A Pennsylvania transit agency has called off plans for a $3-billion rail project amid rising costs and a lack of federal funding. The decision comes less than a month after selecting a designer for the project.
Southeastern Pennsylvania Transportation Authority (SEPTA) says it is “pausing” its planned King of Prussia rail project in part because of the Federal Transit Administration’s (FTA) decision to not recommend the project for a New Starts funding grant in fiscal year 2024.
The plan had called for SEPTA’s existing Norristown High Speed Line, which connects a Philadelphia-area transportation center to suburbs in Delaware and Montgomery counties, to be extended 4 miles into King of Prussia, Pa., with five additional stations. Leslie Richards, SEPTA’s general manager and CEO, said in a statement that the project would have provided reliable public transportation, eased road congestion in the area and reduced air pollution.
SEPTA had hoped to begin construction in 2025. The agency said it was seeking a grant through an FTA program to cover up to 60% of the project’s cost. FTA’s 2024 funding recommendations include $4.5 billion for 18 large transit projects through the program, but did not include the SEPTA project.
Inflation and interest rates pushed the estimated cost of the project from $2.08 billion in 2020 to $2.6 billion last August, and now up to $3.02 billion. The rising cost, plus what SEPTA calls a “lack of flexibility” in its capital budget, made FTA question whether SEPTA would be able to fund its share of the project including any overruns, officials say.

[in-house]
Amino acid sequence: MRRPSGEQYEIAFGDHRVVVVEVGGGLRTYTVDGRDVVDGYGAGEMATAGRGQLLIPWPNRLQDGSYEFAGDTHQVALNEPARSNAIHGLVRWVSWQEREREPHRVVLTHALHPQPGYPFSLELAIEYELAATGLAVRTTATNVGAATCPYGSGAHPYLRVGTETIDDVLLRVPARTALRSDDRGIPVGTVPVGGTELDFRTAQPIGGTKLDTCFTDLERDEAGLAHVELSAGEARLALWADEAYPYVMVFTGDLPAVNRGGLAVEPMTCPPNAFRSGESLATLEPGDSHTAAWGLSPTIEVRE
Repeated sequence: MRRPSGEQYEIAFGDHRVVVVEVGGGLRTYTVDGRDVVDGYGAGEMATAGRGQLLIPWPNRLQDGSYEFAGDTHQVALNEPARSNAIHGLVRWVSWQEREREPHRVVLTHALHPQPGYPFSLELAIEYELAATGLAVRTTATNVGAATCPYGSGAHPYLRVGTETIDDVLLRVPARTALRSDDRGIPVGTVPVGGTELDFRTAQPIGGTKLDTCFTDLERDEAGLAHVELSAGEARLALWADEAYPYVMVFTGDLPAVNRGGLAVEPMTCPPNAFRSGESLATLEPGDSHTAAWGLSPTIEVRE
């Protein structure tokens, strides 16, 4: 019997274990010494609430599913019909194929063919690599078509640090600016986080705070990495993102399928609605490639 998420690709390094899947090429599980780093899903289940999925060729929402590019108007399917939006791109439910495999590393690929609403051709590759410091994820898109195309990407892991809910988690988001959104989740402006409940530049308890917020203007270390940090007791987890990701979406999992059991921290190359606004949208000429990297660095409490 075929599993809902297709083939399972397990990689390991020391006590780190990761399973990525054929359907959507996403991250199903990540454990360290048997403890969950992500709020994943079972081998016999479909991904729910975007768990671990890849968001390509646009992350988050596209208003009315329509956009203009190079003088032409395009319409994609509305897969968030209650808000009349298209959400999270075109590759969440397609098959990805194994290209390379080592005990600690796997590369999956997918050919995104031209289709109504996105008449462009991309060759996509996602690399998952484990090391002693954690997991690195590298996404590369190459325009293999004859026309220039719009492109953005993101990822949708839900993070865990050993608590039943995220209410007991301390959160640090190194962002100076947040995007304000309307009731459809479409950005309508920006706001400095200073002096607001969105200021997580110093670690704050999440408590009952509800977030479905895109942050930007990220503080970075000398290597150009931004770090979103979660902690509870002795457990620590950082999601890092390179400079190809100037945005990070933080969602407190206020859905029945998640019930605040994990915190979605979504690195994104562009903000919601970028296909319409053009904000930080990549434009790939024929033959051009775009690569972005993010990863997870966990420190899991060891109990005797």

“SEPTA’s capital budget has been underfunded for decades,” Richards said. “This has left the authority with significantly fewer resources than peer agencies to pursue system expansion while also addressing critical infrastructure needs.”
In February, SEPTA announced that it had awarded a $125-million contract to HNTB Corp. for final design of the King of Prussia rail project. Officials now say the contract was not executed, and all activities on the project are halted.
SEPTA plans to reallocate resources from the King of Prussia project to its other infrastructure.
“With the funding we have currently, SEPTA must prioritize essential infrastructure work and safety and security improvements to maximize the reliability and effectiveness of our aging system,” Richards says.
The announcement comes a little more than a week after the Port Authority of New York and New Jersey announced it will not build a proposed multibillion-dollar AirTrain mass transit option to New York City's LaGuardia Airport. The preferred alternative is expected to cost under $500 million, compared to estimates for the 1.5-mile AirTrain line that ranged between $2 billion and more than $6 billion, Port Authority said.
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